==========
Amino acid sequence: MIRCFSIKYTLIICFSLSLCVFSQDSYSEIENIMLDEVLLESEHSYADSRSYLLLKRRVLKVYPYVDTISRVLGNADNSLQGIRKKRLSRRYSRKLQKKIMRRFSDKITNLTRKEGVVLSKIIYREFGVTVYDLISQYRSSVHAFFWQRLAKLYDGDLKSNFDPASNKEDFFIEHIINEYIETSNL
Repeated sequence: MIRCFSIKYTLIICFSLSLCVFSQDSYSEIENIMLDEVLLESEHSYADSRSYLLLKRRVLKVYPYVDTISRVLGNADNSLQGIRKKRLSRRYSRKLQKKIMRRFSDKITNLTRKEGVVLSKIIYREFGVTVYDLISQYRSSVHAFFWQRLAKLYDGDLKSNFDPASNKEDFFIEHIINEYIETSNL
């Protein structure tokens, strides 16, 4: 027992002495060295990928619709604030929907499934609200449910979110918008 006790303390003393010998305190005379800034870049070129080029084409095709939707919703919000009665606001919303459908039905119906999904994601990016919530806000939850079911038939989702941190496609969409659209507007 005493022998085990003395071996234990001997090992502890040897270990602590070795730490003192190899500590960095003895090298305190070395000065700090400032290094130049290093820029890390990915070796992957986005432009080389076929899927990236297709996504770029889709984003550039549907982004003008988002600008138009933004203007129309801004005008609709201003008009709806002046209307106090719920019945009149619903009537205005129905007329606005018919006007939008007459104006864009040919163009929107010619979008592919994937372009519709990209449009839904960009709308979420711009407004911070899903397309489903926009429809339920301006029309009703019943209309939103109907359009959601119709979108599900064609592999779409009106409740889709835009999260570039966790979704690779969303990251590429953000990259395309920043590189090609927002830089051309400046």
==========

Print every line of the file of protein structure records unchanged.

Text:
Amino acid sequence: MIRCFSIKYTLIICFSLSLCVFSQDSYSEIENIMLDEVLLESEHSYADSRSYLLLKRRVLKVYPYVDTISRVLGNADNSLQGIRKKRLSRRYSRKLQKKIMRRFSDKITNLTRKEGVVLSKIIYREFGVTVYDLISQYRSSVHAFFWQRLAKLYDGDLKSNFDPASNKEDFFIEHIINEYIETSNL
Repeated sequence: MIRCFSIKYTLIICFSLSLCVFSQDSYSEIENIMLDEVLLESEHSYADSRSYLLLKRRVLKVYPYVDTISRVLGNADNSLQGIRKKRLSRRYSRKLQKKIMRRFSDKITNLTRKEGVVLSKIIYREFGVTVYDLISQYRSSVHAFFWQRLAKLYDGDLKSNFDPASNKEDFFIEHIINEYIETSNL
């Protein structure tokens, strides 16, 4: 027992002495060295990928619709604030929907499934609200449910979110918008 006790303390003393010998305190005379800034870049070129080029084409095709939707919703919000009665606001919303459908039905119906999904994601990016919530806000939850079911038939989702941190496609969409659209507007 005493022998085990003395071996234990001997090992502890040897270990602590070795730490003192190899500590960095003895090298305190070395000065700090400032290094130049290093820029890390990915070796992957986005432009080389076929899927990236297709996504770029889709984003550039549907982004003008988002600008138009933004203007129309801004005008609709201003008009709806002046209307106090719920019945009149619903009537205005129905007329606005018919006007939008007459104006864009040919163009929107010619979008592919994937372009519709990209449009839904960009709308979420711009407004911070899903397309489903926009429809339920301006029309009703019943209309939103109907359009959601119709979108599900064609592999779409009106409740889709835009999260570039966790979704690779969303990251590429953000990259395309920043590189090609927002830089051309400046």